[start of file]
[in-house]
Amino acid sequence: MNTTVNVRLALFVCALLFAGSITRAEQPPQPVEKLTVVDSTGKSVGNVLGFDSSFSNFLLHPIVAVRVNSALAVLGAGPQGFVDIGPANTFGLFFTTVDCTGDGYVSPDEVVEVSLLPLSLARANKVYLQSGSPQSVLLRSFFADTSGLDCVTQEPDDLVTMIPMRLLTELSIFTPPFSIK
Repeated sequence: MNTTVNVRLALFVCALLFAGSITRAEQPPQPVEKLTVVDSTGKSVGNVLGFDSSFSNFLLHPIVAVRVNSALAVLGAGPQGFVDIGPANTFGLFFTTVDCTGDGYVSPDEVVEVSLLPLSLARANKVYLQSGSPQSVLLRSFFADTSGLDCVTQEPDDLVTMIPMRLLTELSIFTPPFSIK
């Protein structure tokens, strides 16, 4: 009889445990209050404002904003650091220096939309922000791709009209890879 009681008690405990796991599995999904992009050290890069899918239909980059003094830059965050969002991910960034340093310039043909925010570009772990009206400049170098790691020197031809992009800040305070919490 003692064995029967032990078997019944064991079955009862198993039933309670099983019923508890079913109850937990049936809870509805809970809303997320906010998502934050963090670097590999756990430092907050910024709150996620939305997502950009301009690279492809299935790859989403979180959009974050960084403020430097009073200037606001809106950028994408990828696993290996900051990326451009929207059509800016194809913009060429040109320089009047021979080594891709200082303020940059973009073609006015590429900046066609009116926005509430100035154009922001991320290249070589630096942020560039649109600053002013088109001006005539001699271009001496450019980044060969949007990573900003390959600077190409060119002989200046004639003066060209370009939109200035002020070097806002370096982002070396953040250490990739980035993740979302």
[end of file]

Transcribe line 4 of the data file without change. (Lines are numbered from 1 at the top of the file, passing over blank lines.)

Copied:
């Protein structure tokens, strides 16, 4: 009889445990209050404002904003650091220096939309922000791709009209890879 009681008690405990796991599995999904992009050290890069899918239909980059003094830059965050969002991910960034340093310039043909925010570009772990009206400049170098790691020197031809992009800040305070919490 003692064995029967032990078997019944064991079955009862198993039933309670099983019923508890079913109850937990049936809870509805809970809303997320906010998502934050963090670097590999756990430092907050910024709150996620939305997502950009301009690279492809299935790859989403979180959009974050960084403020430097009073200037606001809106950028994408990828696993290996900051990326451009929207059509800016194809913009060429040109320089009047021979080594891709200082303020940059973009073609006015590429900046066609009116926005509430100035154009922001991320290249070589630096942020560039649109600053002013088109001006005539001699271009001496450019980044060969949007990573900003390959600077190409060119002989200046004639003066060209370009939109200035002020070097806002370096982002070396953040250490990739980035993740979302």